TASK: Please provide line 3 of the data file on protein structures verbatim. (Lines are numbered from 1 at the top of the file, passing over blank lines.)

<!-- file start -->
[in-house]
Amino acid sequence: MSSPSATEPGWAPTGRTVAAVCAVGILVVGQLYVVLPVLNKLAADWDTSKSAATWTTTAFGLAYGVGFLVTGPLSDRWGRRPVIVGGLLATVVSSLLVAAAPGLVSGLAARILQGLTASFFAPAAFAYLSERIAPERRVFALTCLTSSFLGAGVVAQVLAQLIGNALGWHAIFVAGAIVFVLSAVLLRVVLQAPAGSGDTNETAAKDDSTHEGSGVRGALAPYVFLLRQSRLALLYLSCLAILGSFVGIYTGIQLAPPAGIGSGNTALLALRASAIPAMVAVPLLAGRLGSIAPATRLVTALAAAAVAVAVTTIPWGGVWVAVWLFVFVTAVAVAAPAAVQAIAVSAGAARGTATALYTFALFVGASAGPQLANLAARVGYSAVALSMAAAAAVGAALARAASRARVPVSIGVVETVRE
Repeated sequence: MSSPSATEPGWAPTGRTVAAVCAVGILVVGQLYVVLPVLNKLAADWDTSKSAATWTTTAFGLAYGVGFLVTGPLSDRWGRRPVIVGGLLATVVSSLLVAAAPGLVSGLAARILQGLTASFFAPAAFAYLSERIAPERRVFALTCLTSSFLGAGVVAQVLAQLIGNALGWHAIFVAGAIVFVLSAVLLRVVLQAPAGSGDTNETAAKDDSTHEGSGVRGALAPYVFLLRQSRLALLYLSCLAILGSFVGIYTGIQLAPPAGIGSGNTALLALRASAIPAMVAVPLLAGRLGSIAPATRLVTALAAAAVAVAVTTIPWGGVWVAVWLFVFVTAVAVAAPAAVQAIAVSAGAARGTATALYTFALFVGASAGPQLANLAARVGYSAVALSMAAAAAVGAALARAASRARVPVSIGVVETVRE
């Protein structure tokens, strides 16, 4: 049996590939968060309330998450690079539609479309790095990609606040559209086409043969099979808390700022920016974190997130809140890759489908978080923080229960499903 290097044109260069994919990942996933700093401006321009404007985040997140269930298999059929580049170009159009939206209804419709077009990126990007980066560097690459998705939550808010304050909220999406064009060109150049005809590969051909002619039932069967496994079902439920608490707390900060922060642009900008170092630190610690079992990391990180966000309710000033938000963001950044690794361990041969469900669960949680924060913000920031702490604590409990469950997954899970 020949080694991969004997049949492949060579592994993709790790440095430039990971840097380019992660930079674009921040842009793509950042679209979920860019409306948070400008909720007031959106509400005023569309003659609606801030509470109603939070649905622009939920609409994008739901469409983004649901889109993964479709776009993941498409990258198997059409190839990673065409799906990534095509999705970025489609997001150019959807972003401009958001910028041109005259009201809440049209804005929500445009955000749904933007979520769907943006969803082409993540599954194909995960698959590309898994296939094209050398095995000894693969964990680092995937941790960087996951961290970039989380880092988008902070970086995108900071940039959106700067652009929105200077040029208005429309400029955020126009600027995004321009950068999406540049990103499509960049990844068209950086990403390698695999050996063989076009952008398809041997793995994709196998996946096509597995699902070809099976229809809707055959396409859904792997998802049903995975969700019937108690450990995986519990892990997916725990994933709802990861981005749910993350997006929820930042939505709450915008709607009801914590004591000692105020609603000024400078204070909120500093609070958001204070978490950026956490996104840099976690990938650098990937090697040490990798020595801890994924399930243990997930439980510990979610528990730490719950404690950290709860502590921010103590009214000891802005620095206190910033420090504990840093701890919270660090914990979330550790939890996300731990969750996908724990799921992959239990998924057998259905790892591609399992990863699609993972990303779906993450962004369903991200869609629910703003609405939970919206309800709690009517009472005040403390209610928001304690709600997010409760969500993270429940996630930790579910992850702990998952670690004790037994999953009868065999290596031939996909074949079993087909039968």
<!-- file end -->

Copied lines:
Repeated sequence: MSSPSATEPGWAPTGRTVAAVCAVGILVVGQLYVVLPVLNKLAADWDTSKSAATWTTTAFGLAYGVGFLVTGPLSDRWGRRPVIVGGLLATVVSSLLVAAAPGLVSGLAARILQGLTASFFAPAAFAYLSERIAPERRVFALTCLTSSFLGAGVVAQVLAQLIGNALGWHAIFVAGAIVFVLSAVLLRVVLQAPAGSGDTNETAAKDDSTHEGSGVRGALAPYVFLLRQSRLALLYLSCLAILGSFVGIYTGIQLAPPAGIGSGNTALLALRASAIPAMVAVPLLAGRLGSIAPATRLVTALAAAAVAVAVTTIPWGGVWVAVWLFVFVTAVAVAAPAAVQAIAVSAGAARGTATALYTFALFVGASAGPQLANLAARVGYSAVALSMAAAAAVGAALARAASRARVPVSIGVVETVRE